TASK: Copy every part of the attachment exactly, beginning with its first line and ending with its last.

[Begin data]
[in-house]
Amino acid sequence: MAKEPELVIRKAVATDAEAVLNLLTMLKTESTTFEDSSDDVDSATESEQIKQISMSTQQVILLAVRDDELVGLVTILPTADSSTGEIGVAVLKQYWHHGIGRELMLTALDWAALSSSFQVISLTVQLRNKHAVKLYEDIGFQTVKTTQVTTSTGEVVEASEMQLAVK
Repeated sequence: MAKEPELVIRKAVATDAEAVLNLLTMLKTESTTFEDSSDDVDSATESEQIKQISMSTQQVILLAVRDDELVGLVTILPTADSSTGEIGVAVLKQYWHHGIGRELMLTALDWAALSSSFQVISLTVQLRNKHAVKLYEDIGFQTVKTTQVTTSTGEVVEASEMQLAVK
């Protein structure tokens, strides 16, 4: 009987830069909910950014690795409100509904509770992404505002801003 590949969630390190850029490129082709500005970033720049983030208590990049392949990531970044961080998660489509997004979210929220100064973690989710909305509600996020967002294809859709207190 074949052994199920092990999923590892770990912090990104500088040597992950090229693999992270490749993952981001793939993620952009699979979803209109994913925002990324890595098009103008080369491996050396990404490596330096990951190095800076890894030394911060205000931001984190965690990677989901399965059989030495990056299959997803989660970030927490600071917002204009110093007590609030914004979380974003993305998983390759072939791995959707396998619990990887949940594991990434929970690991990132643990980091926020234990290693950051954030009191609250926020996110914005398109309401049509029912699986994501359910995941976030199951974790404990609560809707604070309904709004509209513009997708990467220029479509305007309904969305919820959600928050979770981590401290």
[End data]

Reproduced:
[in-house]
Amino acid sequence: MAKEPELVIRKAVATDAEAVLNLLTMLKTESTTFEDSSDDVDSATESEQIKQISMSTQQVILLAVRDDELVGLVTILPTADSSTGEIGVAVLKQYWHHGIGRELMLTALDWAALSSSFQVISLTVQLRNKHAVKLYEDIGFQTVKTTQVTTSTGEVVEASEMQLAVK
Repeated sequence: MAKEPELVIRKAVATDAEAVLNLLTMLKTESTTFEDSSDDVDSATESEQIKQISMSTQQVILLAVRDDELVGLVTILPTADSSTGEIGVAVLKQYWHHGIGRELMLTALDWAALSSSFQVISLTVQLRNKHAVKLYEDIGFQTVKTTQVTTSTGEVVEASEMQLAVK
């Protein structure tokens, strides 16, 4: 009987830069909910950014690795409100509904509770992404505002801003 590949969630390190850029490129082709500005970033720049983030208590990049392949990531970044961080998660489509997004979210929220100064973690989710909305509600996020967002294809859709207190 074949052994199920092990999923590892770990912090990104500088040597992950090229693999992270490749993952981001793939993620952009699979979803209109994913925002990324890595098009103008080369491996050396990404490596330096990951190095800076890894030394911060205000931001984190965690990677989901399965059989030495990056299959997803989660970030927490600071917002204009110093007590609030914004979380974003993305998983390759072939791995959707396998619990990887949940594991990434929970690991990132643990980091926020234990290693950051954030009191609250926020996110914005398109309401049509029912699986994501359910995941976030199951974790404990609560809707604070309904709004509209513009997708990467220029479509305007309904969305919820959600928050979770981590401290």